In a joyous celebration of female musicianship, acclaimed Melbourne music director, singer and violinist Xani Kolac will bring together a stellar ensemble of female instrumentalists for Stand by Your Woman, a show like no other at Arts Centre Melbourne on Sunday 21 May. A passion project of Kolac’s, the show was born out of her desire to support and showcase the multitude of talented female musicians in Melbourne. Kolac shared her thoughts on the current state of affairs in the arts industry and it’s treatment of women, equality and diversity, and how she put together this exciting new opportunity.

“I’ve always had a passion for creating more opportunities for women in music. I have enjoyed opportunities performing as part of then Melbourne Women’s International Jazz Festival over the years and have sought to put together ensembles and bands consisting either considerably, or entirely, of women” she said.

“The idea for “Stand By Your Woman” came about last year after being invited a few times to perform as part of shows celebrating female singer/songwriters. I started to wonder why, despite being an event to give women more opportunities to play; I wasn’t being backed by a female house band! Wonderful, talented men were supporting me, but I want to see more women on instruments getting the gig. So rather than waiting for it to happen, I decided to make it happen!”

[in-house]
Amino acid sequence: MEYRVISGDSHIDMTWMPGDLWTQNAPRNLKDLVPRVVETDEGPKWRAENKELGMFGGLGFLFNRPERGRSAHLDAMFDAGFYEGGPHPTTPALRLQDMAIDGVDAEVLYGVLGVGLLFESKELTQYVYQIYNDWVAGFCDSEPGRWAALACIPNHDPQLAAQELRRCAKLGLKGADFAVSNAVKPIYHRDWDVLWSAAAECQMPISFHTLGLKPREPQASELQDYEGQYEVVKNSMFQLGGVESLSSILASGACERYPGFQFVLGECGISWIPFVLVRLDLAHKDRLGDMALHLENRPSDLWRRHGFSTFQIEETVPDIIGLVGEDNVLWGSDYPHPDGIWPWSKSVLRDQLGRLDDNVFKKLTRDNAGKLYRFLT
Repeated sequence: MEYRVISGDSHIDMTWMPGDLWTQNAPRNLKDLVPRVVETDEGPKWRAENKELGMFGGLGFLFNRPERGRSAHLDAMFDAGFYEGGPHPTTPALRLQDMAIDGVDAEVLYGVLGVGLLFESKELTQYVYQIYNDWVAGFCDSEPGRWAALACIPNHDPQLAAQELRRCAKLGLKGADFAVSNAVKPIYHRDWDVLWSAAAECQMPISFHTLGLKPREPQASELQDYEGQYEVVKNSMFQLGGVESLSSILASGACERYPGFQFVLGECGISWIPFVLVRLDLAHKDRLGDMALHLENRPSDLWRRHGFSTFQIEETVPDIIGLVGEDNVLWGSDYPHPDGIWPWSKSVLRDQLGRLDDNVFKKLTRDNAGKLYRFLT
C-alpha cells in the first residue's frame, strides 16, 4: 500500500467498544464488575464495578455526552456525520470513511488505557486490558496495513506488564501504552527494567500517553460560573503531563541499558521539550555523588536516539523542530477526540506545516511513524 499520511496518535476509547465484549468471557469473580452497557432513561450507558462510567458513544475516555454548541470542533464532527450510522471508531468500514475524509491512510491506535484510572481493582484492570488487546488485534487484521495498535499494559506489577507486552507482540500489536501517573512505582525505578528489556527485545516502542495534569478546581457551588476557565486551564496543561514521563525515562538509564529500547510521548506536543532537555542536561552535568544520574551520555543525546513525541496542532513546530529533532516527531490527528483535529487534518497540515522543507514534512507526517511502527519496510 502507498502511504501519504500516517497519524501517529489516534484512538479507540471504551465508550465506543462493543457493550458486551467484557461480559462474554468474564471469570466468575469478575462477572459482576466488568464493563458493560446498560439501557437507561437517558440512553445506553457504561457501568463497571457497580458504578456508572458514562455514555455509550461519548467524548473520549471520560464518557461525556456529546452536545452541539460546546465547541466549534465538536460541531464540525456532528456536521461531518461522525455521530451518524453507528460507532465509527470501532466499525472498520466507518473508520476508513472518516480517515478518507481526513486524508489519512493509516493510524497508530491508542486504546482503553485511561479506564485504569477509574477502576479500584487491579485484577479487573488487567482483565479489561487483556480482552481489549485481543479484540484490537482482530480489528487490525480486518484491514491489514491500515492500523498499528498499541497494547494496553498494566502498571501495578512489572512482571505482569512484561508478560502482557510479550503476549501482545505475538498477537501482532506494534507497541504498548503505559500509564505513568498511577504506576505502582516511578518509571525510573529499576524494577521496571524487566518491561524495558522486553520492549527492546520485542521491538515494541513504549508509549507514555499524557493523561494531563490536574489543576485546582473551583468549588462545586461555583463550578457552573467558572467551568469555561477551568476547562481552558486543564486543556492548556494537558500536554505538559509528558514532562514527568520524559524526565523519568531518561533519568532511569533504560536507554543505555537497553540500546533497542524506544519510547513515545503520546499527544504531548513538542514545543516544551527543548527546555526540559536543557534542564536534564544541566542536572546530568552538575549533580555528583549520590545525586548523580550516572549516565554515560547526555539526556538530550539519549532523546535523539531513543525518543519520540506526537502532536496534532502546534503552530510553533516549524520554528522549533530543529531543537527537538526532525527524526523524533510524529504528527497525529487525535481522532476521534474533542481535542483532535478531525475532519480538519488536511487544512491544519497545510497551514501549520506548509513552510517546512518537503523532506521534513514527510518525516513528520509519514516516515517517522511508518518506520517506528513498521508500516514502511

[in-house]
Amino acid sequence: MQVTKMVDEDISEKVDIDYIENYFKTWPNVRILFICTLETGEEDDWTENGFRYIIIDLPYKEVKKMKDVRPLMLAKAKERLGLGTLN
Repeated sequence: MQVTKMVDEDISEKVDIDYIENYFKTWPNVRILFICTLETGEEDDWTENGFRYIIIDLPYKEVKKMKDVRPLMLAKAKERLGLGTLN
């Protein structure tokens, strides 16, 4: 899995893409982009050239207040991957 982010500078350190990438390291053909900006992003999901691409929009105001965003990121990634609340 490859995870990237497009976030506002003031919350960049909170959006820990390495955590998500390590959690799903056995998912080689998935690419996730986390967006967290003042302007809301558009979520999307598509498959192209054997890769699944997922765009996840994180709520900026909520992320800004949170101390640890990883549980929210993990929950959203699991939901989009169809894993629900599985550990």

“The female house band is made up of extremely impressive talent.” I have played music with most of these women for years, not because they’re women, but because they’re amazing musicians. There are also a bunch of women who I’ve never played with but who came highly recommended you other women I trust” Kolac said.

“We have rehearsed quite a few times already and all of these women are super talented. I talked with the guest artists we have singing for this show about which songs we would play. More often than not, I’d choose one and then they would choose their second song. I’ve then arranged all of these songs so that they’re a little bit different (or even quite a lot different) to the originals”.